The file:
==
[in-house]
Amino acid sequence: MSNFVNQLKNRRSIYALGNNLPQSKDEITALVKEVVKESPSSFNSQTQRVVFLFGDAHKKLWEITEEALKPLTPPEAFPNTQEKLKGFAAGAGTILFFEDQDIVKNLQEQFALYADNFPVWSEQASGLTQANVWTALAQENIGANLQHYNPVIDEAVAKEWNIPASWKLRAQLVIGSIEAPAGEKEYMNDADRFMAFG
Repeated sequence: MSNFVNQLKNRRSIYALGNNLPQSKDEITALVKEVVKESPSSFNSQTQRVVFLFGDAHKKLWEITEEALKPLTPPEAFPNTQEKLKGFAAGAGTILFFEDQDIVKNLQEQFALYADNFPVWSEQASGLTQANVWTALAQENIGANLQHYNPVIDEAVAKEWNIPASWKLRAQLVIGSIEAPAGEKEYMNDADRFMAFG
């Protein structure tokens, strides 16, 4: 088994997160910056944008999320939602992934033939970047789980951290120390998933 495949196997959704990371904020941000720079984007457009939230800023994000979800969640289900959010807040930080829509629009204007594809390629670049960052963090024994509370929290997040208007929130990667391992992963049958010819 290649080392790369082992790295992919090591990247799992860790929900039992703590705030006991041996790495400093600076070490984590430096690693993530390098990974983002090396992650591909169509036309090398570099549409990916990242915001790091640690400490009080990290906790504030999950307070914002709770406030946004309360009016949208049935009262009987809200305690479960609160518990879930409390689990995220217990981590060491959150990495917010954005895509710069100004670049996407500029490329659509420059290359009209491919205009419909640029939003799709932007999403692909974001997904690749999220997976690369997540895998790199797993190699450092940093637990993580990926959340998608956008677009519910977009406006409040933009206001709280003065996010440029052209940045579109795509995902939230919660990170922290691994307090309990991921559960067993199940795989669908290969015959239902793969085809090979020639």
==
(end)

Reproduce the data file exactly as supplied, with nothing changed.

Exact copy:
[in-house]
Amino acid sequence: MSNFVNQLKNRRSIYALGNNLPQSKDEITALVKEVVKESPSSFNSQTQRVVFLFGDAHKKLWEITEEALKPLTPPEAFPNTQEKLKGFAAGAGTILFFEDQDIVKNLQEQFALYADNFPVWSEQASGLTQANVWTALAQENIGANLQHYNPVIDEAVAKEWNIPASWKLRAQLVIGSIEAPAGEKEYMNDADRFMAFG
Repeated sequence: MSNFVNQLKNRRSIYALGNNLPQSKDEITALVKEVVKESPSSFNSQTQRVVFLFGDAHKKLWEITEEALKPLTPPEAFPNTQEKLKGFAAGAGTILFFEDQDIVKNLQEQFALYADNFPVWSEQASGLTQANVWTALAQENIGANLQHYNPVIDEAVAKEWNIPASWKLRAQLVIGSIEAPAGEKEYMNDADRFMAFG
């Protein structure tokens, strides 16, 4: 088994997160910056944008999320939602992934033939970047789980951290120390998933 495949196997959704990371904020941000720079984007457009939230800023994000979800969640289900959010807040930080829509629009204007594809390629670049960052963090024994509370929290997040208007929130990667391992992963049958010819 290649080392790369082992790295992919090591990247799992860790929900039992703590705030006991041996790495400093600076070490984590430096690693993530390098990974983002090396992650591909169509036309090398570099549409990916990242915001790091640690400490009080990290906790504030999950307070914002709770406030946004309360009016949208049935009262009987809200305690479960609160518990879930409390689990995220217990981590060491959150990495917010954005895509710069100004670049996407500029490329659509420059290359009209491919205009419909640029939003799709932007999403692909974001997904690749999220997976690369997540895998790199797993190699450092940093637990993580990926959340998608956008677009519910977009406006409040933009206001709280003065996010440029052209940045579109795509995902939230919660990170922290691994307090309990991921559960067993199940795989669908290969015959239902793969085809090979020639």